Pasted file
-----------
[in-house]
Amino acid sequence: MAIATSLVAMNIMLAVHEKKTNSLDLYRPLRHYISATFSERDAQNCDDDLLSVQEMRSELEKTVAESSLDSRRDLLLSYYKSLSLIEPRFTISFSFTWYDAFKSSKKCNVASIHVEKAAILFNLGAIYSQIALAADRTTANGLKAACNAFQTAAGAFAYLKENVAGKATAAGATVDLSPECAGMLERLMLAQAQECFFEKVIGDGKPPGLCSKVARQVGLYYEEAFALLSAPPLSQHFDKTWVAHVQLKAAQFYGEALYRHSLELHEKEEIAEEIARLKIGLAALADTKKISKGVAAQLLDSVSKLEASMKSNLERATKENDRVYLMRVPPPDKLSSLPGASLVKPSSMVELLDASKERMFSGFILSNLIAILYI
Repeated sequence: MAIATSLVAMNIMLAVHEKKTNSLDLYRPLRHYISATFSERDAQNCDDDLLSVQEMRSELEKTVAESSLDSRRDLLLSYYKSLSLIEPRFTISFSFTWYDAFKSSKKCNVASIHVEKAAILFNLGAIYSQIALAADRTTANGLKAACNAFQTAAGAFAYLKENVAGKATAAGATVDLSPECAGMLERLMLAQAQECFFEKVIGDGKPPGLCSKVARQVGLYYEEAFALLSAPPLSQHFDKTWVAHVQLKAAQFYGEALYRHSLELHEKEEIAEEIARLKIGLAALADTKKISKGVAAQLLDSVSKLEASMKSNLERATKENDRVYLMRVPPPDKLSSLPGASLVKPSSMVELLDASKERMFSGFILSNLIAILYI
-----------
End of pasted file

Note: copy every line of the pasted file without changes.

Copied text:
[in-house]
Amino acid sequence: MAIATSLVAMNIMLAVHEKKTNSLDLYRPLRHYISATFSERDAQNCDDDLLSVQEMRSELEKTVAESSLDSRRDLLLSYYKSLSLIEPRFTISFSFTWYDAFKSSKKCNVASIHVEKAAILFNLGAIYSQIALAADRTTANGLKAACNAFQTAAGAFAYLKENVAGKATAAGATVDLSPECAGMLERLMLAQAQECFFEKVIGDGKPPGLCSKVARQVGLYYEEAFALLSAPPLSQHFDKTWVAHVQLKAAQFYGEALYRHSLELHEKEEIAEEIARLKIGLAALADTKKISKGVAAQLLDSVSKLEASMKSNLERATKENDRVYLMRVPPPDKLSSLPGASLVKPSSMVELLDASKERMFSGFILSNLIAILYI
Repeated sequence: MAIATSLVAMNIMLAVHEKKTNSLDLYRPLRHYISATFSERDAQNCDDDLLSVQEMRSELEKTVAESSLDSRRDLLLSYYKSLSLIEPRFTISFSFTWYDAFKSSKKCNVASIHVEKAAILFNLGAIYSQIALAADRTTANGLKAACNAFQTAAGAFAYLKENVAGKATAAGATVDLSPECAGMLERLMLAQAQECFFEKVIGDGKPPGLCSKVARQVGLYYEEAFALLSAPPLSQHFDKTWVAHVQLKAAQFYGEALYRHSLELHEKEEIAEEIARLKIGLAALADTKKISKGVAAQLLDSVSKLEASMKSNLERATKENDRVYLMRVPPPDKLSSLPGASLVKPSSMVELLDASKERMFSGFILSNLIAILYI